"In a traditional corneal transplant, the central part of the cornea is removed and a donor cornea is sutured in its place. Image courtesy of Dr. Edward Holland, University of Cincinnati.
Ten years after a transplant, a cornea fro"...
The refractive stability of patients undergoing corneal refractive procedures and treated with Voltaren has not been established. Patients should be monitored for a year following use in this setting. With some nonsteroidal anti-inflammatory drugs, there exists the potential for increased bleeding time due to interference with thrombocyte aggregation. There have been reports that ocularly applied nonsteroidal anti-inflammatory drugs may cause increased bleeding of ocular tissues (including hyphemas) in conjunction with ocular surgery.
There is the potential for cross-sensitivity to acetylsalicylic acid, phenylacetic acid derivatives, and other nonsteroidal anti-inflammatory agents. Therefore, caution should be used when treating individuals who have previously exhibited sensitivities to these drugs.
All topical nonsteroidal anti-inflammatory drugs (NSAIDs) may slow or delay healing. Topical corticosteroids are also known to slow or delay healing. Concomitant use of topical NSAIDs and topical steroids may increase the potential for healing problems.
Use of topical NSAIDs may result in keratitis. In some susceptible patients continued use of topical NSAIDs may result in epithelial breakdown, corneal thinning, corneal infiltrates, corneal erosion, corneal ulceration, and corneal perforation. These events may be sight-threatening. Patients with evidence of corneal epithelial breakdown should immediately discontinue use of topical NSAIDs and should be closely monitored for corneal health.
Postmarketing experience with topical NSAIDs suggests that patients experiencing complicated ocular surgeries, corneal denervation, corneal epithelial defects, diabetes mellitus, ocular surface disease (e.g., dry eye syndrome), rheumatoid arthritis, or repeat ocular surgeries within a short period-of time may be at increased risk for corneal adverse events, which may become sight-threatening. Topical NSAIDs should be used with caution in these patients.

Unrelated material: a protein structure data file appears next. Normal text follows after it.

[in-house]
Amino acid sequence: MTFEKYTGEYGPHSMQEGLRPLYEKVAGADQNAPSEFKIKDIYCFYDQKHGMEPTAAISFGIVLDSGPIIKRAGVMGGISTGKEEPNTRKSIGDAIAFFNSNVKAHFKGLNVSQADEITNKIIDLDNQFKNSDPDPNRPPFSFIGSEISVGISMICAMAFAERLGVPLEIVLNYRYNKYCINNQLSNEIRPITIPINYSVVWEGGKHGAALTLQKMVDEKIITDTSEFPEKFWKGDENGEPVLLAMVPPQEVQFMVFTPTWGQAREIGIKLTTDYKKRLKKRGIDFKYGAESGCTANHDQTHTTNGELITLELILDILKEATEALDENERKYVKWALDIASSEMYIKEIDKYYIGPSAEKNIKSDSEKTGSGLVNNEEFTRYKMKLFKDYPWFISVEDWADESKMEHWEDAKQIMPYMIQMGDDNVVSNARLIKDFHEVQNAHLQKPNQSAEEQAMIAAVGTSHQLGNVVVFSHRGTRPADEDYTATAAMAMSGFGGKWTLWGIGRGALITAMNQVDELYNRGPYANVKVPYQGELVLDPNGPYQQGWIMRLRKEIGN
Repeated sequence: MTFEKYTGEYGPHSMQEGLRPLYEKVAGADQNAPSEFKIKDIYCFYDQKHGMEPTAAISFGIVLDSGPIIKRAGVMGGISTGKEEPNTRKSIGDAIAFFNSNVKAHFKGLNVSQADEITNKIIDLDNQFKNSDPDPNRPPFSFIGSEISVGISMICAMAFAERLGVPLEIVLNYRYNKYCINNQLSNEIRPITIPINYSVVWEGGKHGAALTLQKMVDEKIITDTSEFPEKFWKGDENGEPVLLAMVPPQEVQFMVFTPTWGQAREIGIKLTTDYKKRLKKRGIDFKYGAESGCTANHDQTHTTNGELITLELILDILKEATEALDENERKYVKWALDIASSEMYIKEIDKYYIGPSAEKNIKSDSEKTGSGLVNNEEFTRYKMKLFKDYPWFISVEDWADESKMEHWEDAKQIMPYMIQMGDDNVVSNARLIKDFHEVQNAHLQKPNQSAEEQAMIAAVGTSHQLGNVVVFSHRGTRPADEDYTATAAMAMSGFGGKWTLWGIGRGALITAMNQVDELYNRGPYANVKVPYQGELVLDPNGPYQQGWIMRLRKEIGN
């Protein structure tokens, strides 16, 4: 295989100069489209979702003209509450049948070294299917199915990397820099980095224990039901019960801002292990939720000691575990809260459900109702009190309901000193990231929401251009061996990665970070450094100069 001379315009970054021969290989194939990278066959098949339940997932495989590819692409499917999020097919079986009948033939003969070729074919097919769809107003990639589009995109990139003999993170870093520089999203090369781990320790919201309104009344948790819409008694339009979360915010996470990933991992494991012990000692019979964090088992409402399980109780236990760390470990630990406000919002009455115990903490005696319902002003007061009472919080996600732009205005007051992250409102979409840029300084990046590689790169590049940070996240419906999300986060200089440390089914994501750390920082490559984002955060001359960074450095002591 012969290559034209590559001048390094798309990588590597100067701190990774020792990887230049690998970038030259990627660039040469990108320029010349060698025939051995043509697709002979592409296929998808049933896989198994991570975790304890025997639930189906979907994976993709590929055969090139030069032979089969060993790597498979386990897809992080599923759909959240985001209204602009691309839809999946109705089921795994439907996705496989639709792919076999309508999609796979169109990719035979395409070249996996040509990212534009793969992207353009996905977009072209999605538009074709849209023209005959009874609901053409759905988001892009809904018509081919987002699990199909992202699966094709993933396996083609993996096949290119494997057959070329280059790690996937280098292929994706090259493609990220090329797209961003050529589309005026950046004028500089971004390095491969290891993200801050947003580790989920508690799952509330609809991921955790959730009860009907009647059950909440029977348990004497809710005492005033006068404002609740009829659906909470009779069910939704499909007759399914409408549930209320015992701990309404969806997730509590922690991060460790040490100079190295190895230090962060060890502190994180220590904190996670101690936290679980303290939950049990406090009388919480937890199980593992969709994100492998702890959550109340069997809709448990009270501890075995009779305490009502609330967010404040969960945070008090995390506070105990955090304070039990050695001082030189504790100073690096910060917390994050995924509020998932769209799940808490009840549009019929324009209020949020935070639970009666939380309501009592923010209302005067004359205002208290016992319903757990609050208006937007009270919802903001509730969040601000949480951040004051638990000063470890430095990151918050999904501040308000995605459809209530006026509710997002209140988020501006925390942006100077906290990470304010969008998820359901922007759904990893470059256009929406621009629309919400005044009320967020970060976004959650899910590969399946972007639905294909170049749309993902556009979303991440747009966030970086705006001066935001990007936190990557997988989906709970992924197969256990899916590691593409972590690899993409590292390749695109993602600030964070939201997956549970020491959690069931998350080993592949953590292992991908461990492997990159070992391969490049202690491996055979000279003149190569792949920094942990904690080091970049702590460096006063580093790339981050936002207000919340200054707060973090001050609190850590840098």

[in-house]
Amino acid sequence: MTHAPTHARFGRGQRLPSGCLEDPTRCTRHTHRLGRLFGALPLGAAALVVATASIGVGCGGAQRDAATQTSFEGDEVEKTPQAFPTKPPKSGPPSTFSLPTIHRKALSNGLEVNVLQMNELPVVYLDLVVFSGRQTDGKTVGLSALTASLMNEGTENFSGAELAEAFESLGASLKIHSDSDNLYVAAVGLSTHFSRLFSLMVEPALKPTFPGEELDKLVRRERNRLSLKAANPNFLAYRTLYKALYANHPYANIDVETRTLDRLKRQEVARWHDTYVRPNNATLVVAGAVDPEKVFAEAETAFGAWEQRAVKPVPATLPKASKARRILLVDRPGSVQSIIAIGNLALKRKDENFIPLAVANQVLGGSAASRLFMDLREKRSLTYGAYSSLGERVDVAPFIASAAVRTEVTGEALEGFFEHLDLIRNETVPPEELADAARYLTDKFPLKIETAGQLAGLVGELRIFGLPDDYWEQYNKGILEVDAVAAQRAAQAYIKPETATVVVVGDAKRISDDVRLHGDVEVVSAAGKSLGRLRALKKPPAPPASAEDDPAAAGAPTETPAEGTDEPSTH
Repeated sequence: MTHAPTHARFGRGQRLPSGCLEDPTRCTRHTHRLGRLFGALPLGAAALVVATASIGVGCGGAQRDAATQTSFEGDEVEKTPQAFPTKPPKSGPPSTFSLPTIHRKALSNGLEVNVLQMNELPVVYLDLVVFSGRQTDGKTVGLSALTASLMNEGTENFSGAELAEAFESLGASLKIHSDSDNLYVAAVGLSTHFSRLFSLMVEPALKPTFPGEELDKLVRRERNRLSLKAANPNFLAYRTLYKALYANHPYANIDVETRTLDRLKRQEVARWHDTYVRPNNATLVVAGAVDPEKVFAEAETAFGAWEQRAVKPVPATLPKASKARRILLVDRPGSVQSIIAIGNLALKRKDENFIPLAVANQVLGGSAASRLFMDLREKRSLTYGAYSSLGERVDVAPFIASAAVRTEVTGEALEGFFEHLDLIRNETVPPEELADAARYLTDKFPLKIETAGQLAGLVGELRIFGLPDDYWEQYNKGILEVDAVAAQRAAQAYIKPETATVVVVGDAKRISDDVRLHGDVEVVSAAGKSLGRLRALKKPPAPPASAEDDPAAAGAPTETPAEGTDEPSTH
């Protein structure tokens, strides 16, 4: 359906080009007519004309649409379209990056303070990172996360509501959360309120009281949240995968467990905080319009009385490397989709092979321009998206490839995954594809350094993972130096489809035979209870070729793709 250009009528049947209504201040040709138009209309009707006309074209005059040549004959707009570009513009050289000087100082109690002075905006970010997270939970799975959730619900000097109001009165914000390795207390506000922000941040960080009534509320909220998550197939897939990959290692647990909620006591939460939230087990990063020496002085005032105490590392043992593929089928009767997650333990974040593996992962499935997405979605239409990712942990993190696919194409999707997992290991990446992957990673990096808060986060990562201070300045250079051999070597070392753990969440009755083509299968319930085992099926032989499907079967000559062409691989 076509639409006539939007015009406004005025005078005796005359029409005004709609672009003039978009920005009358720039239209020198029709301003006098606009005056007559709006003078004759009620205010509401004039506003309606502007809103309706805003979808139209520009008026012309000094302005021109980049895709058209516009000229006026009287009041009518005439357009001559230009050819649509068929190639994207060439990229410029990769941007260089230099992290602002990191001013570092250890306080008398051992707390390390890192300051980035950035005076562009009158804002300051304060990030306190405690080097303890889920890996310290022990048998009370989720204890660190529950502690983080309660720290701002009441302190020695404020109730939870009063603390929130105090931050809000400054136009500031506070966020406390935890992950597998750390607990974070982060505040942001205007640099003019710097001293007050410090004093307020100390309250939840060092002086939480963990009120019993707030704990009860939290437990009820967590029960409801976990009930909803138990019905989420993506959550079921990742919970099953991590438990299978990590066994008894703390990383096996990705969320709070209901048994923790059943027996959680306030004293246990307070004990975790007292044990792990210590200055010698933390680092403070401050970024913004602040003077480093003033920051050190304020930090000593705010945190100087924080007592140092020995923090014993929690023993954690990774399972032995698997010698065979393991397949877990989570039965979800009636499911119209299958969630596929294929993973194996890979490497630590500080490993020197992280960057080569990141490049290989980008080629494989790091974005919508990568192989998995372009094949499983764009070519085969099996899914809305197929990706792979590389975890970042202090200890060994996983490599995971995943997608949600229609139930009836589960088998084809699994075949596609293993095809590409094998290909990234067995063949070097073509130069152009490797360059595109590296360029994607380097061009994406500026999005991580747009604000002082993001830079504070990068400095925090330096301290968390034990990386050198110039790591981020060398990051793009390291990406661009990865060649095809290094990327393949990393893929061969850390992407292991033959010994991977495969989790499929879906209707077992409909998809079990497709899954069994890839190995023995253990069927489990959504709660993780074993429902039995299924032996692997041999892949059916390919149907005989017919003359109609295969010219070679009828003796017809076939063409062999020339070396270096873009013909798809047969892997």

Postmarketing experience with topical NSAIDs also suggests that use more than 24 hours prior to surgery or use beyond 14 days postsurgery may increase patient risk for occurrence and severity of corneal adverse events.
It is recommended that Voltaren Ophthalmic, like other NSAIDs, be used with caution in patients with known bleeding tendencies or who are receiving other medications which may prolong bleeding time. Use of the same bottle for both eyes is not recommended with topical eye drops that are used in association with surgery.
Carcinogenesis, Mutagenesis, Impairment of Fertility
Long-term carcinogenicity studies in rats given Voltaren in oral doses up to 2 mg/kg/day (approximately 500 times the human topical ophthalmic dose) revealed no significant increases in tumor incidence. A 2-year carcinogenicity study conducted in mice employing oral Voltaren up to 2 mg/kg/day did not reveal any oncogenic potential. Voltaren did not show mutagenic potential in various mutagenicity studies including the Ames test. Voltaren administered to male and female rats at 4 mg/kg/day (approximately 1000 times the human topical ophthalmic dose) did not affect fertility.
No overall differences in safety or effectiveness have been observed between elderly and younger adult patients.
Teratogenic Effects - Pregnancy Category C
Reproduction studies performed in mice at oral doses up to 5,000 times (20 mg/kg/day) and in rats and rabbits at oral doses up to 2,500 times (10 mg/kg/day) the human topical dose have revealed no evidence of teratogenicity due to Voltaren despite the induction of maternal toxicity and fetal toxicity. In rats, maternally toxic doses were associated with dystocia, prolonged gestation, reduced fetal weights and growth, and reduced fetal survival. Voltaren has been shown to cross the placental barrier in mice and rats. There are, however, no adequate and well-controlled studies in pregnant women. Because animal reproduction studies are not always predictive of human response, this drug should be used during pregnancy only if clearly needed.
Because of the known effects of prostaglandin biosynthesis inhibiting drugs on the fetal cardiovascular system (closure of ductus arteriosus), the use of Voltaren Ophthalmic during late pregnancy should be avoided.
It is not known whether topical ophthalmic administration of Voltaren Ophthalmic could result in sufficient systemic absorption to produce detectable quantities in breast milk. Because many drugs are excreted in human milk, a decision should be made whether to discontinue nursing or to discontinue the drug, taking into account the importance of the drug to the mother.
Safety and effectiveness in pediatric patients have not been established.
Last reviewed on RxList: 10/29/2012
This monograph has been modified to include the generic and brand name in many instances.
Additional Voltaren Ophthalmic Information
- Voltaren Ophthalmic Drug Interactions Center: diclofenac sodium opht
- Voltaren Ophthalmic Side Effects Center
- Voltaren Ophthalmic in detail including Side Effects and Drug Images
- Voltaren Ophthalmic Overview including Precautions
- Voltaren Ophthalmic FDA Approved Prescribing Information including Dosage
Voltaren Ophthalmic - User Reviews
Voltaren Ophthalmic User Reviews
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